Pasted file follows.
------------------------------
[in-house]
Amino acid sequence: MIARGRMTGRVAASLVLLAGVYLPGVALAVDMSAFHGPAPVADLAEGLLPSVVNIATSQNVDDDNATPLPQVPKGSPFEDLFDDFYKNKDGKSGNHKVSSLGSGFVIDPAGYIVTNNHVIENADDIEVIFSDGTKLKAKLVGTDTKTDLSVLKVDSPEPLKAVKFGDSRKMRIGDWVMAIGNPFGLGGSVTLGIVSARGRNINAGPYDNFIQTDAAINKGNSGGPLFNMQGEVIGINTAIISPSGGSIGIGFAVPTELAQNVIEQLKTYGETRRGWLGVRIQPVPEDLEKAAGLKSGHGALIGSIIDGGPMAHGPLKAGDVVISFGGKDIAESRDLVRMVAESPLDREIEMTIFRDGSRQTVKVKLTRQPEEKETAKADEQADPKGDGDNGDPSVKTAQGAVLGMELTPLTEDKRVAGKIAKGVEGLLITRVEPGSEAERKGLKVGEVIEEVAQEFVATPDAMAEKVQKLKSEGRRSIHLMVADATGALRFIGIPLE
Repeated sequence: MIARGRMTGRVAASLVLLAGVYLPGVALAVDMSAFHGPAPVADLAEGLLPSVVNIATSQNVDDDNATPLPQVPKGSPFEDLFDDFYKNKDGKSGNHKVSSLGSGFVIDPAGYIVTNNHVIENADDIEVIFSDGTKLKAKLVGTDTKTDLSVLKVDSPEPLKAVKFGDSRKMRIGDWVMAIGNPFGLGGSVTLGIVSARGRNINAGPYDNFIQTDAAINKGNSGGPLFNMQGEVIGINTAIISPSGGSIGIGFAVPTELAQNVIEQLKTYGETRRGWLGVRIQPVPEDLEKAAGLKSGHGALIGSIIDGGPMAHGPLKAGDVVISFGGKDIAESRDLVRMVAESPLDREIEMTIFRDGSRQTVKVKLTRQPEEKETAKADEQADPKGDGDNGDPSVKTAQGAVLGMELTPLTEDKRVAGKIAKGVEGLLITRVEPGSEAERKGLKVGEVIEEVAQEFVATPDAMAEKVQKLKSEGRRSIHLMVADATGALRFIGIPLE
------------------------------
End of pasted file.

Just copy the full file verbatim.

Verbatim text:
[in-house]
Amino acid sequence: MIARGRMTGRVAASLVLLAGVYLPGVALAVDMSAFHGPAPVADLAEGLLPSVVNIATSQNVDDDNATPLPQVPKGSPFEDLFDDFYKNKDGKSGNHKVSSLGSGFVIDPAGYIVTNNHVIENADDIEVIFSDGTKLKAKLVGTDTKTDLSVLKVDSPEPLKAVKFGDSRKMRIGDWVMAIGNPFGLGGSVTLGIVSARGRNINAGPYDNFIQTDAAINKGNSGGPLFNMQGEVIGINTAIISPSGGSIGIGFAVPTELAQNVIEQLKTYGETRRGWLGVRIQPVPEDLEKAAGLKSGHGALIGSIIDGGPMAHGPLKAGDVVISFGGKDIAESRDLVRMVAESPLDREIEMTIFRDGSRQTVKVKLTRQPEEKETAKADEQADPKGDGDNGDPSVKTAQGAVLGMELTPLTEDKRVAGKIAKGVEGLLITRVEPGSEAERKGLKVGEVIEEVAQEFVATPDAMAEKVQKLKSEGRRSIHLMVADATGALRFIGIPLE
Repeated sequence: MIARGRMTGRVAASLVLLAGVYLPGVALAVDMSAFHGPAPVADLAEGLLPSVVNIATSQNVDDDNATPLPQVPKGSPFEDLFDDFYKNKDGKSGNHKVSSLGSGFVIDPAGYIVTNNHVIENADDIEVIFSDGTKLKAKLVGTDTKTDLSVLKVDSPEPLKAVKFGDSRKMRIGDWVMAIGNPFGLGGSVTLGIVSARGRNINAGPYDNFIQTDAAINKGNSGGPLFNMQGEVIGINTAIISPSGGSIGIGFAVPTELAQNVIEQLKTYGETRRGWLGVRIQPVPEDLEKAAGLKSGHGALIGSIIDGGPMAHGPLKAGDVVISFGGKDIAESRDLVRMVAESPLDREIEMTIFRDGSRQTVKVKLTRQPEEKETAKADEQADPKGDGDNGDPSVKTAQGAVLGMELTPLTEDKRVAGKIAKGVEGLLITRVEPGSEAERKGLKVGEVIEEVAQEFVATPDAMAEKVQKLKSEGRRSIHLMVADATGALRFIGIPLE